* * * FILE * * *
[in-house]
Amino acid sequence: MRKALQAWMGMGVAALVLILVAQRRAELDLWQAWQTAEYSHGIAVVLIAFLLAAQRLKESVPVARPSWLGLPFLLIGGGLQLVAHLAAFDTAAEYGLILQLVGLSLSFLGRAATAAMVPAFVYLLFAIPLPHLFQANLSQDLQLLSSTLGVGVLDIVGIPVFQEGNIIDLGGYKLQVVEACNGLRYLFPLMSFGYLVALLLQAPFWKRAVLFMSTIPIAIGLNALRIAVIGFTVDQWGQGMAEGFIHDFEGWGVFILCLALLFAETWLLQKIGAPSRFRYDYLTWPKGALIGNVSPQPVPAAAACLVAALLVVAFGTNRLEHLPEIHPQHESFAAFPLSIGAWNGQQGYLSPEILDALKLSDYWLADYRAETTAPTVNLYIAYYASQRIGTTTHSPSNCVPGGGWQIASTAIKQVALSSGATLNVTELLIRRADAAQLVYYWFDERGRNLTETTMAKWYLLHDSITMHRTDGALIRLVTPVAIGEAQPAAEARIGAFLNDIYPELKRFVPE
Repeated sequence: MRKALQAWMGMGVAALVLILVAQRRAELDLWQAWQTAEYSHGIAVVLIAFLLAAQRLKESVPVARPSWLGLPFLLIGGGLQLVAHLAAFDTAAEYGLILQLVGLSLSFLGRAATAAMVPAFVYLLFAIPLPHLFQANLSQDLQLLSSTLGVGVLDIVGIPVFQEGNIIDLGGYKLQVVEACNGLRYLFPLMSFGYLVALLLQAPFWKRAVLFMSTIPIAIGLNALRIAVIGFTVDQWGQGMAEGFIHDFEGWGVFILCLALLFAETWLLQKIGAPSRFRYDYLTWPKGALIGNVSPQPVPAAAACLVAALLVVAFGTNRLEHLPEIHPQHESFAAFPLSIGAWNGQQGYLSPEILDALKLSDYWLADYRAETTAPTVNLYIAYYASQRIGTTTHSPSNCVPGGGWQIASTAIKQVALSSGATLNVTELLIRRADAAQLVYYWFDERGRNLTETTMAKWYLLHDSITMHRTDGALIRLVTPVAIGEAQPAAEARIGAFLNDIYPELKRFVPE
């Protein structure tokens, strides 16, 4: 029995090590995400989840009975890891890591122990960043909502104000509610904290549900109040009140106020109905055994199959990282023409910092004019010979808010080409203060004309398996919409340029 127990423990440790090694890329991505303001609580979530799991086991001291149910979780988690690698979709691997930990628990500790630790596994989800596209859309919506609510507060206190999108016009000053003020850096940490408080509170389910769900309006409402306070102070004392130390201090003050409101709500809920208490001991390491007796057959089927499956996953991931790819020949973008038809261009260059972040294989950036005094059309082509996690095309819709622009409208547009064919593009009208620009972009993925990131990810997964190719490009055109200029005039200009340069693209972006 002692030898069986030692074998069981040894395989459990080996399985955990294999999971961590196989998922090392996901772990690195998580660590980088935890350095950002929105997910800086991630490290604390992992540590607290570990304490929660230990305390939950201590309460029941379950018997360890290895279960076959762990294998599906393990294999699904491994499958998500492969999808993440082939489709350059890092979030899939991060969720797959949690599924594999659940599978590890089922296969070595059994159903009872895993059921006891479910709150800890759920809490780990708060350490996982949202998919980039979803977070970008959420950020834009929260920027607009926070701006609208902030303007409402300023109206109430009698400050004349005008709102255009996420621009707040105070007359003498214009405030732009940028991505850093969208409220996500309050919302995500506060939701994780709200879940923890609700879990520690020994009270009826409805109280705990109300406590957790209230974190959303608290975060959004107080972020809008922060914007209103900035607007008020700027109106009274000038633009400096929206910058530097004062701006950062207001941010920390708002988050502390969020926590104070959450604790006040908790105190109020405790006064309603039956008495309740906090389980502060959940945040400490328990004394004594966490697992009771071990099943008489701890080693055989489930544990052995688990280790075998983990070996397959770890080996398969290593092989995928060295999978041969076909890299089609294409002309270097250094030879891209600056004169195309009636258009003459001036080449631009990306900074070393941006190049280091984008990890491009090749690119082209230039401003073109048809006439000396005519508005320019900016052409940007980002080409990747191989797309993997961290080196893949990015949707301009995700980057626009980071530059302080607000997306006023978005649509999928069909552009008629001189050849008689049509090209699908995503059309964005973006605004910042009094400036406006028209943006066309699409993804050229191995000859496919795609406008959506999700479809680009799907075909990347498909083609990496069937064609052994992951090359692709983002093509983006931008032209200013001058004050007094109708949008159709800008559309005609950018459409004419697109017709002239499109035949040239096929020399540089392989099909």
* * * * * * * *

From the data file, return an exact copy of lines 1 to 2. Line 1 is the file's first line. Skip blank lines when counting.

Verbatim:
[in-house]
Amino acid sequence: MRKALQAWMGMGVAALVLILVAQRRAELDLWQAWQTAEYSHGIAVVLIAFLLAAQRLKESVPVARPSWLGLPFLLIGGGLQLVAHLAAFDTAAEYGLILQLVGLSLSFLGRAATAAMVPAFVYLLFAIPLPHLFQANLSQDLQLLSSTLGVGVLDIVGIPVFQEGNIIDLGGYKLQVVEACNGLRYLFPLMSFGYLVALLLQAPFWKRAVLFMSTIPIAIGLNALRIAVIGFTVDQWGQGMAEGFIHDFEGWGVFILCLALLFAETWLLQKIGAPSRFRYDYLTWPKGALIGNVSPQPVPAAAACLVAALLVVAFGTNRLEHLPEIHPQHESFAAFPLSIGAWNGQQGYLSPEILDALKLSDYWLADYRAETTAPTVNLYIAYYASQRIGTTTHSPSNCVPGGGWQIASTAIKQVALSSGATLNVTELLIRRADAAQLVYYWFDERGRNLTETTMAKWYLLHDSITMHRTDGALIRLVTPVAIGEAQPAAEARIGAFLNDIYPELKRFVPE